The Explanation
(for those who require one)

And, of course, that is what all of this is -- all of this: the one song, ever changing, ever reincarnated, that speaks somehow from and to and for that which is ineffable within us and without us, that is both prayer and deliverance, folly and wisdom, that inspires us to dance or smile or simply to go on, senselessly, incomprehensibly, beatifically, in the face of mortality and the truth that our lives are more ill-writ, ill-rhymed and fleeting than any song, except perhaps those songs -- that song, endlesly reincarnated -- born of that truth, be it the moon and June of that truth, or the wordless blue moan, or the rotgut or the elegant poetry of it. That nameless black-hulled ship of Ulysses, that long black train, that Terraplane, that mystery train, that Rocket '88', that Buick 6 -- same journey, same miracle, same end and endlessness."
-- Nick Tosches, Where Dead Voices Gather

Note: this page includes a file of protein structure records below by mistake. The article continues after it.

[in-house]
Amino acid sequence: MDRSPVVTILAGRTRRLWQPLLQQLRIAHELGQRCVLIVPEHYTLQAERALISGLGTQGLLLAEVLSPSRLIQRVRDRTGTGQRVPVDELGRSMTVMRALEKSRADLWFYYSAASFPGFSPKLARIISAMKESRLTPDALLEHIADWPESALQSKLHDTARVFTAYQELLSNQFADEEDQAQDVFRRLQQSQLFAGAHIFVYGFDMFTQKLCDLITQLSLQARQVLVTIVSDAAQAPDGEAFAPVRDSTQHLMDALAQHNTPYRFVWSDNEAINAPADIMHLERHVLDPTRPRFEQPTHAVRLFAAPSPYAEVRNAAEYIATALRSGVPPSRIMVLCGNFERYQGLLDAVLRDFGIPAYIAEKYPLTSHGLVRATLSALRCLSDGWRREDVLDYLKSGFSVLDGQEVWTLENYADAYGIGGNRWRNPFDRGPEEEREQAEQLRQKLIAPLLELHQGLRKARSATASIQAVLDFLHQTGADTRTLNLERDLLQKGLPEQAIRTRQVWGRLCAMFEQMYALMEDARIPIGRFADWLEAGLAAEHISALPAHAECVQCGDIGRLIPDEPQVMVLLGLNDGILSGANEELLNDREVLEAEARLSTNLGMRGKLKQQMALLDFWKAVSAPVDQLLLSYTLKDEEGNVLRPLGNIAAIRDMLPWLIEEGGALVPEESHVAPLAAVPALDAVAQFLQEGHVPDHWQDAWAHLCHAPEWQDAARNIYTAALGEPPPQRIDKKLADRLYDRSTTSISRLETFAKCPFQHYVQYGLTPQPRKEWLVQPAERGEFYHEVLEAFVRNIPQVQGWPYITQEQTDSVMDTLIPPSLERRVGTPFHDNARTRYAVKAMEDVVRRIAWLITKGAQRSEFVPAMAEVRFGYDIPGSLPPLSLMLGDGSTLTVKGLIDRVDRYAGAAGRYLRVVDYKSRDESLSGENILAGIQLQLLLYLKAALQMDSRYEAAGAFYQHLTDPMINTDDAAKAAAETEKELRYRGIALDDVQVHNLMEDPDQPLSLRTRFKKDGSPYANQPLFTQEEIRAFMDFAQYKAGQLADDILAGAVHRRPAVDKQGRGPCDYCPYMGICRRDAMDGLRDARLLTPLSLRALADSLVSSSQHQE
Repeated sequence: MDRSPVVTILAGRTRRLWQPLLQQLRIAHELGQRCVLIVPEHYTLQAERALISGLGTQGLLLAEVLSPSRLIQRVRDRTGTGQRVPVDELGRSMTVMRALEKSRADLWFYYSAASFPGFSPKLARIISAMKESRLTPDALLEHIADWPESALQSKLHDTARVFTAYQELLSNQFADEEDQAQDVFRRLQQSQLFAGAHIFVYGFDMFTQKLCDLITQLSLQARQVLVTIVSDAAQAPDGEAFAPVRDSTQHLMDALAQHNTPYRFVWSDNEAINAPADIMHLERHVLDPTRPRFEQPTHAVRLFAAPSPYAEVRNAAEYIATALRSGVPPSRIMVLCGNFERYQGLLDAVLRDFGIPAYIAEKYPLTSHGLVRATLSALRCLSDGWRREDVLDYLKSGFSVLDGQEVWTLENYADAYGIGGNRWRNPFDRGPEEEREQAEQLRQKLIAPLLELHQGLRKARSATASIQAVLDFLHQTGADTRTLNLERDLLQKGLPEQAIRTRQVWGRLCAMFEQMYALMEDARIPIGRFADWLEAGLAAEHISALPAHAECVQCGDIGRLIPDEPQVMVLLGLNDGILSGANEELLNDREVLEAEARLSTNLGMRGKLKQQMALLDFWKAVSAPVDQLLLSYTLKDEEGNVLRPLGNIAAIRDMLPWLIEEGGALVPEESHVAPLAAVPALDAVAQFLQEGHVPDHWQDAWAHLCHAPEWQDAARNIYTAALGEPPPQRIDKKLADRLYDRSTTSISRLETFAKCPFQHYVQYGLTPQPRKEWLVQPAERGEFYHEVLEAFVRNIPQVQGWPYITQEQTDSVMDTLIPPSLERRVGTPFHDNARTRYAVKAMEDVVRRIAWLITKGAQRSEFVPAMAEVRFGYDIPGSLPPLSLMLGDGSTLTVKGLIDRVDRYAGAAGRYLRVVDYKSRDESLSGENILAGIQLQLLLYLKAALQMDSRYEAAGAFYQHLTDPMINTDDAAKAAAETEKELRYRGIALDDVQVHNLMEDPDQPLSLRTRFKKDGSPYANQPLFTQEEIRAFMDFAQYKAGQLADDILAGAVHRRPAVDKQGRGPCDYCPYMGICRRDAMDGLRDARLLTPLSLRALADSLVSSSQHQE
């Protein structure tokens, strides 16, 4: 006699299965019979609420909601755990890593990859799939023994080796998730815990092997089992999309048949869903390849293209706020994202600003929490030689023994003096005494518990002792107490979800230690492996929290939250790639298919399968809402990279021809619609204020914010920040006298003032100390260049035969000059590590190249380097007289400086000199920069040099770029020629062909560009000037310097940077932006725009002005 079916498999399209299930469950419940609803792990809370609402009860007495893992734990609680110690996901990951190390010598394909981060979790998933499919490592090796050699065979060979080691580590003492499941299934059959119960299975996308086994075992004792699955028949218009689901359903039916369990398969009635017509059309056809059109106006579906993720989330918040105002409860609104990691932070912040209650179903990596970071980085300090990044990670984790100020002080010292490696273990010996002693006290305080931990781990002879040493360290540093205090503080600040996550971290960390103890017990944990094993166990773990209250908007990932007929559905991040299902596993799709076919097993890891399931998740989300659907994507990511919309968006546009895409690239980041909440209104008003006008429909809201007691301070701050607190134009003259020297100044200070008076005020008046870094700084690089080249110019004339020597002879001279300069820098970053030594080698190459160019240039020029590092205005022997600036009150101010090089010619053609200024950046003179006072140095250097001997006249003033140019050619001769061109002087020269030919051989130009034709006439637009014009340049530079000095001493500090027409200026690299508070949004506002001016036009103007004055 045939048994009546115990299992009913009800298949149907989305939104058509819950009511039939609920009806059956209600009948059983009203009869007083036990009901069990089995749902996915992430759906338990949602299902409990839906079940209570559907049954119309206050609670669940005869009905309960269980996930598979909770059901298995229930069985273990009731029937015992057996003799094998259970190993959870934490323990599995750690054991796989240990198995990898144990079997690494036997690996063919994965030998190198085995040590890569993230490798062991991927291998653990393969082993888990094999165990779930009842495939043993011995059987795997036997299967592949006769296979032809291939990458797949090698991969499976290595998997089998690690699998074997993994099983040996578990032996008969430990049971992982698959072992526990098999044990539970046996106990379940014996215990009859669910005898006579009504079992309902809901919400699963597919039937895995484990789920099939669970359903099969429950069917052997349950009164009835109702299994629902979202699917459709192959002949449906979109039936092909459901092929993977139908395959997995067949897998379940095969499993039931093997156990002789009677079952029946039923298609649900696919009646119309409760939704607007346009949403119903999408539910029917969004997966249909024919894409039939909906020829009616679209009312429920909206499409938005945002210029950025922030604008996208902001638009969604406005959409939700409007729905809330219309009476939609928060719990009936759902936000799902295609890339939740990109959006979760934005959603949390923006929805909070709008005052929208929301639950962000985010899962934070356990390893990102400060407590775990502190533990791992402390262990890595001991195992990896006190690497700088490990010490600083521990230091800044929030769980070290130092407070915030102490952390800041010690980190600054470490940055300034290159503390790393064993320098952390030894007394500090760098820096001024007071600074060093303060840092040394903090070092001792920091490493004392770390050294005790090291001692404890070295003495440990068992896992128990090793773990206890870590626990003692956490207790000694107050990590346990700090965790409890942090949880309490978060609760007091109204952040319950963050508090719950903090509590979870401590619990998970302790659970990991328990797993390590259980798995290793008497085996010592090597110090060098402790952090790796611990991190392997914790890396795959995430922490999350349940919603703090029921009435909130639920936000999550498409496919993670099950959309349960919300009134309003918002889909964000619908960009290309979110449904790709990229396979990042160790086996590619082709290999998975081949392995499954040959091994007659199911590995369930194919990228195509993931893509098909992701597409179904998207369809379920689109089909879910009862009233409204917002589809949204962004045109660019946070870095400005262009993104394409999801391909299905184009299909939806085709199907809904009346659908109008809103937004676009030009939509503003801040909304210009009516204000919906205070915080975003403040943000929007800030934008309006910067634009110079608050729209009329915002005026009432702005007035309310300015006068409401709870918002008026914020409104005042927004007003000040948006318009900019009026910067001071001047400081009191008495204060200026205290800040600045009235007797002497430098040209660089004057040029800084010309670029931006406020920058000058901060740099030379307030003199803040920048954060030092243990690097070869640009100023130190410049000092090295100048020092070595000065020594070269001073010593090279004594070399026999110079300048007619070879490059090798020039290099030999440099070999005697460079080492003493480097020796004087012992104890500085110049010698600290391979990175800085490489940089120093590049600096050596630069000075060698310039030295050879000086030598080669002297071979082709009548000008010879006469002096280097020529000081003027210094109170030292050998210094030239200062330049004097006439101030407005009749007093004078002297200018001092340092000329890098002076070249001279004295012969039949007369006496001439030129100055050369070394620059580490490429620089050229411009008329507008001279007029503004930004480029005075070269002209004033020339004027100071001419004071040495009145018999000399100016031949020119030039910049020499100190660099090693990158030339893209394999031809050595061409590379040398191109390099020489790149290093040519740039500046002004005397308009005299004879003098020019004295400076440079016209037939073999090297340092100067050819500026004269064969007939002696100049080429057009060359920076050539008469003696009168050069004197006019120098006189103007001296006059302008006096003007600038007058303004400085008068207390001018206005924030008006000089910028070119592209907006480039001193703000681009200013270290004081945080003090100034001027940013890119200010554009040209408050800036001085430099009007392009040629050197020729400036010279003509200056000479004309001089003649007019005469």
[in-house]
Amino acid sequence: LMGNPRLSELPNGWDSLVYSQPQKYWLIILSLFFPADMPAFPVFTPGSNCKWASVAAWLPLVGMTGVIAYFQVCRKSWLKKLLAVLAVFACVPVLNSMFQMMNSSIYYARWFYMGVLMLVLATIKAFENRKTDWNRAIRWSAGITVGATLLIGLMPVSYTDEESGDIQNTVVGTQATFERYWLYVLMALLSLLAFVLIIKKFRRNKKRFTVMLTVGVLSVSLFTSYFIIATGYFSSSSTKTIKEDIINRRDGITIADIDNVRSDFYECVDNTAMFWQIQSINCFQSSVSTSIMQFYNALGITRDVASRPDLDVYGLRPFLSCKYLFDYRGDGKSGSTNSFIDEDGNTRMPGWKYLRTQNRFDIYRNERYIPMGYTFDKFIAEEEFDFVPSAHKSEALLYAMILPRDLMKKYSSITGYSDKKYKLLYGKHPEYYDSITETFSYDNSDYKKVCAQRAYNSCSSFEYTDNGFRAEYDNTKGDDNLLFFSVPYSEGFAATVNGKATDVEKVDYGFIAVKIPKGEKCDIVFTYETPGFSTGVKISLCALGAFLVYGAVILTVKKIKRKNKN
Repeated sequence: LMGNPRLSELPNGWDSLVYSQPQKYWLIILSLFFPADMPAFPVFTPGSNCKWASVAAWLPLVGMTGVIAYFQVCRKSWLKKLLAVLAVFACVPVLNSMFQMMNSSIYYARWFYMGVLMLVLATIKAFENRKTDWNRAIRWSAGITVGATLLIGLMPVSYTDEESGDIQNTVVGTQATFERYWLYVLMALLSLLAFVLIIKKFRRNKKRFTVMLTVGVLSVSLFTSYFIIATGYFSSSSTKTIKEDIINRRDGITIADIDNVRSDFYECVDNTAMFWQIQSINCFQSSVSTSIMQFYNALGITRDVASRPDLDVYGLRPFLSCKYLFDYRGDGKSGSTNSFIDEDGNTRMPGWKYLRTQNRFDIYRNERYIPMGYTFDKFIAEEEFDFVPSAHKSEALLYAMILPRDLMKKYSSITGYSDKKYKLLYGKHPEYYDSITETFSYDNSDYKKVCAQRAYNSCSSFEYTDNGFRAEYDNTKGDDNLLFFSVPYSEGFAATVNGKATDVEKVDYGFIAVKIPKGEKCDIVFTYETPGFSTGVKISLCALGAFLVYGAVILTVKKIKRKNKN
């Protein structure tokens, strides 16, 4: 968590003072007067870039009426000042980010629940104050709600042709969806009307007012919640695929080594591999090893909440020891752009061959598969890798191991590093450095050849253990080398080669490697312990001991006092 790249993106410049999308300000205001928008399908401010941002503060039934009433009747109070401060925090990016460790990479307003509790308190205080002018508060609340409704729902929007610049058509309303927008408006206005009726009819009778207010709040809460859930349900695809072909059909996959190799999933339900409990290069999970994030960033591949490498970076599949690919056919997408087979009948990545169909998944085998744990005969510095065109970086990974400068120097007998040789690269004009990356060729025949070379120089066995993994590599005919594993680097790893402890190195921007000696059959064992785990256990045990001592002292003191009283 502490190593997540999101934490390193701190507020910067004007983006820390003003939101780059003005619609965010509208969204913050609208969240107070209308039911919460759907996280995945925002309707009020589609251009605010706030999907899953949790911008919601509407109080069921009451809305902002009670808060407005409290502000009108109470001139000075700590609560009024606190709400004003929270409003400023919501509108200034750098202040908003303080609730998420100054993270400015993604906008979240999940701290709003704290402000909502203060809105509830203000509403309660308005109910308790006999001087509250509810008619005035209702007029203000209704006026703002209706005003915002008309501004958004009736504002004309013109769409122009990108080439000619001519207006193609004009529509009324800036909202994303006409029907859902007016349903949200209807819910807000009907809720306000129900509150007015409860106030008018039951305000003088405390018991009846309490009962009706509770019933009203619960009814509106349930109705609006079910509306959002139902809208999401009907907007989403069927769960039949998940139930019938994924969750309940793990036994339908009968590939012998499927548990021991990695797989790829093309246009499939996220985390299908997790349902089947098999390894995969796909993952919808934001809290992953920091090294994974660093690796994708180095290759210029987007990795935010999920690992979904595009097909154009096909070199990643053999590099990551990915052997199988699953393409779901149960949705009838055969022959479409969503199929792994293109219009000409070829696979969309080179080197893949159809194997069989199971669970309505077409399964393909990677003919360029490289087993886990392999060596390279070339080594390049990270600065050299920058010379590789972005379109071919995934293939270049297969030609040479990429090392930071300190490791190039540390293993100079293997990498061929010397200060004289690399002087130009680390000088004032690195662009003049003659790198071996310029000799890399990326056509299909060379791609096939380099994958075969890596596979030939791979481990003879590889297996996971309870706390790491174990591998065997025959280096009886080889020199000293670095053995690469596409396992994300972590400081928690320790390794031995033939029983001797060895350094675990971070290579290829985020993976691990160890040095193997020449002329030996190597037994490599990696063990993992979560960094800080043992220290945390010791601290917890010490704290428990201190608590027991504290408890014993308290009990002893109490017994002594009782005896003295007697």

Saul Bellow Dead at 89


Saul Bellow (1915-2005)

It has not been my intention, even lately, to turn this thing into The Death Blog, but I learned today that Nobel Laureate Saul Bellow, one of the few novelists whose entire output is worth reading, had died of natural causes at age 89, and I just can't let the moment pass without paying some small attention to it in these pages.

Here are three links to flesh out the dimensions of our loss (and if you think I'm engaging in hyperbole by using that word, you've obviously never read one of his novels):

The Reuters News Service account.

An appreciation by Michiko Kakutani in The New York Times
(registration required).

An appreciation by David Kipen in the San Francisco Chronicle.

2 comments :

Rob said...

Damn. One of the greats has passed. I had been avoiding the all pope all the time news lately, so I just found out. I would much rather a huge crowd paying their respects to M. Bellows, but I'll take a few well written appreciations.

BCNU

swac said...

Bizzare...they were talking about his death on CBC just as I clicked on the page...a major loss to literature (and I had no idea he was Canadian).